Light red: Term-limited or Retiring Republican
Dark red: Incumbent Republican
Light blue: Term-limited or Retiring Democrat
Dark blue: Incumbent Democrat
Green: Incumbent Independent
Gray: no election

 

Issues

One election-year dilemma that faces the Democrats is whether or not President Obama should approve the completion of the Keystone XL pipeline. Tom Steyer, and other environmentalists, are committed to making “climate change a top-tier issue” in the elections with opposition to Keystone XL as “a significant part of that effort.”

 

Other issues include the income gap, net neutrality, and the effects of the Patient Protection and Affordable Care Act (commonly referred to as “Obamacare”).

 

According to the political commentator Stuart Rothenberg, the foreign policy crises plaguing the Middle East, Ukraine, and Russia are likely to dampen the public’s mood, hurting the Democratic Party’s chances in the federal elections of 2014

 

Federal elections

Congressional elections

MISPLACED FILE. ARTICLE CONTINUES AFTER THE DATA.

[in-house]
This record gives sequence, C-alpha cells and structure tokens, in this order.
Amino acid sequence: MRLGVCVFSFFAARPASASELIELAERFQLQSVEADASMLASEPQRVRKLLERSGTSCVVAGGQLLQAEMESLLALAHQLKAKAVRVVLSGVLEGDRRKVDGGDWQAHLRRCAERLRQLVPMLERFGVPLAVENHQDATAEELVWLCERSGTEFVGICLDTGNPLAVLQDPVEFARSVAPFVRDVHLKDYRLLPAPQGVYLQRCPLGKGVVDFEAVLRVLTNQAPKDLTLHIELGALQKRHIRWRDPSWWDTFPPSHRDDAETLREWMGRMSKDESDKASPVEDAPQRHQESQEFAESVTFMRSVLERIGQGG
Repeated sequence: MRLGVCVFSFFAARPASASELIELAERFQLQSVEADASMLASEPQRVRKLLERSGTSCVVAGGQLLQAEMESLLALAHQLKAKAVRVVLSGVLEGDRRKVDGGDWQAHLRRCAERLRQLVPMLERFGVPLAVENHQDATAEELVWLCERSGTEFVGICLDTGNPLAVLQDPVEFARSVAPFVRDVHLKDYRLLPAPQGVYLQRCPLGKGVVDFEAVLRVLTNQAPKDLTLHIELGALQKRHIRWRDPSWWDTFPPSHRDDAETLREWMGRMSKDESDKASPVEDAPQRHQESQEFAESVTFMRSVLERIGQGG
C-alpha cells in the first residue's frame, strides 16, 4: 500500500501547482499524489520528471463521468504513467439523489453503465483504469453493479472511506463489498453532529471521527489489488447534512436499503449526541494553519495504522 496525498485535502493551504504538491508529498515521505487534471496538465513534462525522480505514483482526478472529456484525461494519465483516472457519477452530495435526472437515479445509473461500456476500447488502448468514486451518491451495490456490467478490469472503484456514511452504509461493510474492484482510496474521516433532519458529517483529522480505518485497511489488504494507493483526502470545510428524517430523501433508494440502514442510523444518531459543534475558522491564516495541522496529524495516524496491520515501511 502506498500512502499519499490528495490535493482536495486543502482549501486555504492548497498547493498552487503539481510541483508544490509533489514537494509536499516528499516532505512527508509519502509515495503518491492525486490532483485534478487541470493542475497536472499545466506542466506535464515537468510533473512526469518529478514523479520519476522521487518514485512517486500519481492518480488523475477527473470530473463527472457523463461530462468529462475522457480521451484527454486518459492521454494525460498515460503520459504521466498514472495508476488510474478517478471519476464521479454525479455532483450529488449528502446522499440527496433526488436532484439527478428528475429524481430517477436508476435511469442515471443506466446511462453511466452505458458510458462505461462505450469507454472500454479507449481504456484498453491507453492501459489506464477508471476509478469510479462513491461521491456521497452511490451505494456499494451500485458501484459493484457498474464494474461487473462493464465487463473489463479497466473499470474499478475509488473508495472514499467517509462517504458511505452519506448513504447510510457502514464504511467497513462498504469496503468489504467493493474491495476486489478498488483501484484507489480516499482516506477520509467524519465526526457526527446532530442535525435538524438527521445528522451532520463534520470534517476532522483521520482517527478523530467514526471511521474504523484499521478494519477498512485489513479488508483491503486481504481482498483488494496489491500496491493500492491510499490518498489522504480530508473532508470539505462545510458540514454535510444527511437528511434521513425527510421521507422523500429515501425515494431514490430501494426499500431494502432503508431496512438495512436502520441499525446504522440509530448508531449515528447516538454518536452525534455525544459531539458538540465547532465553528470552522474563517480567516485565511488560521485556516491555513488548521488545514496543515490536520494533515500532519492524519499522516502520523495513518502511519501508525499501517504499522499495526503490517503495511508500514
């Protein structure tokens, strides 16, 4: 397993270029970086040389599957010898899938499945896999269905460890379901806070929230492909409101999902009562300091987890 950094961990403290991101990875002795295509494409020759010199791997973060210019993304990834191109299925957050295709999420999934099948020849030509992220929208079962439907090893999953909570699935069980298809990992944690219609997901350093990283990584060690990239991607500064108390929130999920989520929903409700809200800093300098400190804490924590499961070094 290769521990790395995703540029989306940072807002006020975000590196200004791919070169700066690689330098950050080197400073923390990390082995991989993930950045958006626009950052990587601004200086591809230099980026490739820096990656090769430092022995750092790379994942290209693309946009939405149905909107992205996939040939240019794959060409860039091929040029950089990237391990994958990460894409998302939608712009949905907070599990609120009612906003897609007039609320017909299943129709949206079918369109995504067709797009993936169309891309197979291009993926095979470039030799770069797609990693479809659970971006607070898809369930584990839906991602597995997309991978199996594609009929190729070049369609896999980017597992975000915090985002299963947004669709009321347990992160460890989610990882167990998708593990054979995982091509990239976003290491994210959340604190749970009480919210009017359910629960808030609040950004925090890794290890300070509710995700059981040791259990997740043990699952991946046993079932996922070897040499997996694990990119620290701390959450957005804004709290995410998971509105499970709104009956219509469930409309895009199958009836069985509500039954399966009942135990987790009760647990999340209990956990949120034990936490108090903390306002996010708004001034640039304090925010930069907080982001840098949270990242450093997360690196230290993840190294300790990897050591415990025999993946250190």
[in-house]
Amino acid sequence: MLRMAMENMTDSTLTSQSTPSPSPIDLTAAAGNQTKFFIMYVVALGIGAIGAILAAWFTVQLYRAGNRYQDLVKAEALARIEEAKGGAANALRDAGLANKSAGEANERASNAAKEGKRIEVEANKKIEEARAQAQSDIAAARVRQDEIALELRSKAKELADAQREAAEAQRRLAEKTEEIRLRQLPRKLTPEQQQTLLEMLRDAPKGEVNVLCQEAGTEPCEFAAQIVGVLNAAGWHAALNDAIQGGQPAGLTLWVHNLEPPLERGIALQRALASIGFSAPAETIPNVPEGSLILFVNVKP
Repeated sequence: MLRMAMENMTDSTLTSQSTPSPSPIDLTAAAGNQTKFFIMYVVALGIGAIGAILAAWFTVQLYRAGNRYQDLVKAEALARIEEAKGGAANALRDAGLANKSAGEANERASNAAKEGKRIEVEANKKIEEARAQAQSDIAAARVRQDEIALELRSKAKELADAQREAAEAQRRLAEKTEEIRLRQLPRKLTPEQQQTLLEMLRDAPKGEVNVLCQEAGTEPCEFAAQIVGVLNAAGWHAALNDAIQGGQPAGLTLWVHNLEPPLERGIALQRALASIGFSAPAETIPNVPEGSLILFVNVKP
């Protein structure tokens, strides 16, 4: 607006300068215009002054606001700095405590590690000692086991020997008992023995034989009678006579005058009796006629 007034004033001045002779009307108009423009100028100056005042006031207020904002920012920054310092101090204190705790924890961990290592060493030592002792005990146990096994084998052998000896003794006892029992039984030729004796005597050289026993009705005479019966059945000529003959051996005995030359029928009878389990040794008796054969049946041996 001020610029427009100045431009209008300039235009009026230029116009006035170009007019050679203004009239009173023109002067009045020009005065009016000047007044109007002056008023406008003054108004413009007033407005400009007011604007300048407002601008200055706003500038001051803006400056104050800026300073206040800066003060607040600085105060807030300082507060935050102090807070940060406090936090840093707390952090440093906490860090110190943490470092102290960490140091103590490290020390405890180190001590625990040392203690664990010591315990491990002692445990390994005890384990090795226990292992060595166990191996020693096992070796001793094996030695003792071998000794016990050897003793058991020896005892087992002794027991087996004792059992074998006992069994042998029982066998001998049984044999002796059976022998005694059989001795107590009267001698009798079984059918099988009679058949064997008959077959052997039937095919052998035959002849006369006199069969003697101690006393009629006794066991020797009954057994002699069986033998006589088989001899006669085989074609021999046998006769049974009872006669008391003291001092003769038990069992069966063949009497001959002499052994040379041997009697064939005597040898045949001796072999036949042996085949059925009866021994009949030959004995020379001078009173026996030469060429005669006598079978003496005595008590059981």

Senate elections

All seats in Senate Class II will be up for election. Additionally, special elections will be held to fill vacancies in the other two Senate Classes.

 

House of Representatives elections

All 435 voting seats in the United States House of Representatives will be up for election. Additionally, elections will be held to select the delegates for the District of Columbia and four of the five U.S. territories. The only seat in the House not up for election will be the Resident Commissioner of Puerto Rico, who serves a four-year term.

 

On March 11, there was a special election for Florida’s 13th congressional district.

 

State elections

Gubernatorial elections

Elections will be held for the governorships of 36 of the 50 U.S. states and three U.S. territories.

 

 

Local elections

Numerous elections will be held for officeholders in numerous cities, counties, school boards, special districts and others around the country.